Previous Coming of Age ceremonies have been disrupted by drunken recreational boaters motoring through the site and heckling the tribe with racial slurs.

“I am saddened that Moore does not have the courage to do what’s right,” Sisk said. “We lost all our land when they built Shasta Dam, and now all we want is four days of peace and dignity for our ceremony, which is vital to the social fabric of our tribe. A peaceful ceremony is our right, and we are not accepting anything short of that.”

The tribe is placing a call to action.  During the War Dance, the tribe, hundreds of tribal members from around the west coast and allies will gather in solidarity to ensure their sacred ceremony will proceed unhindered as it has for thousands of years before the Forest Service existed.  For more information, contact the tribe at: winnememwintutribe@gmail.com.  Details will be on the Winnemem Wintu web site soon.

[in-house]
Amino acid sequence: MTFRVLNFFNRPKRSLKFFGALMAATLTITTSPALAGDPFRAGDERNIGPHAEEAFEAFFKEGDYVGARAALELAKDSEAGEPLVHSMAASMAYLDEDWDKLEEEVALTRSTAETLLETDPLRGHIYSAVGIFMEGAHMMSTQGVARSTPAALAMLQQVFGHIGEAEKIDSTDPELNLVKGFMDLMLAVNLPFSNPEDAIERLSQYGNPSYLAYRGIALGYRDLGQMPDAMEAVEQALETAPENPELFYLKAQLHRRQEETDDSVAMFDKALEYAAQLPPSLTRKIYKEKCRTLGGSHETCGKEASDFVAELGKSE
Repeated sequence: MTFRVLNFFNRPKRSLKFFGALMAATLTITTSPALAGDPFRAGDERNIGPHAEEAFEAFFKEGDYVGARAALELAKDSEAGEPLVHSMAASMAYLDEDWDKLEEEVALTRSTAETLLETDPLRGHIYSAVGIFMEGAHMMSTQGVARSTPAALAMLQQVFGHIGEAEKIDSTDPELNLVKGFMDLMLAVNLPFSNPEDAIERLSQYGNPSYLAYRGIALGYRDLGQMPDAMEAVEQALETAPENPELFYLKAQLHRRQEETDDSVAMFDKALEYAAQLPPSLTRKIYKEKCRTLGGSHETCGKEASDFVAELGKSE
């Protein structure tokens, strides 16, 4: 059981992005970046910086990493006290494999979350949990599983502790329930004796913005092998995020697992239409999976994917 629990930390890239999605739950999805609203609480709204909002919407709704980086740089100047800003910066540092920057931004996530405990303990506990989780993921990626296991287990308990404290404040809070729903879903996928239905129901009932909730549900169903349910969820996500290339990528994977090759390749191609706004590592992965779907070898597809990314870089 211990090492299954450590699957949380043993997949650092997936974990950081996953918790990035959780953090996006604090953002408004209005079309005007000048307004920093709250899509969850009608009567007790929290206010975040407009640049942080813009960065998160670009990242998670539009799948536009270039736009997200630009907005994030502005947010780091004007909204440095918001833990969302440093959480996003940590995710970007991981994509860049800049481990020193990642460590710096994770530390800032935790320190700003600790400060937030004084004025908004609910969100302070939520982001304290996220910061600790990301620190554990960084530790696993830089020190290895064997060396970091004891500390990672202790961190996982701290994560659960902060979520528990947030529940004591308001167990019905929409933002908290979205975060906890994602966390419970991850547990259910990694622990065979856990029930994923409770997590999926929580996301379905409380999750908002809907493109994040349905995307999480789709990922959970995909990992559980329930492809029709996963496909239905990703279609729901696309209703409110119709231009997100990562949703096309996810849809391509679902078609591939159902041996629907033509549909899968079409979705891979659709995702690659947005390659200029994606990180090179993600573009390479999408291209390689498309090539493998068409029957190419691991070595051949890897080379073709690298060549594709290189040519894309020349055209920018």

The tribe first brought back the H’up Chonas, or War Dance, in 2004 to protest the proposal to raise Shasta Dam, which would flood many important sacred sites, including the site of the Coming of Age ceremonies. The War Dance signifies a commitment to a spiritual and physical resistance to threats to the tribe’s culture. It means the Winnemem are willing to die to protect their tribal way of life.

Frustrated by being ignored by Shasta-Trinity Forest officials for the past six years, members of the Tribe challenged Mr. Moore at his office in Vallejo, CA, April 16,to ask him directly for the closure for the young women’s ceremony.
Citing the U.N. Declaration of Rights of Indigenous Peoples recently signed by President Obama, Chief Sisk and several women of the tribe sought to convince Mr. Moore that this is an issue of human rights and women’s rights.  The Forest Service’s position has been that they lack the authority to grant the request for the traditional tribe, though sources within the agency have verified that Mr. Moore has the authority to close the stretch of river necessary for the ceremony.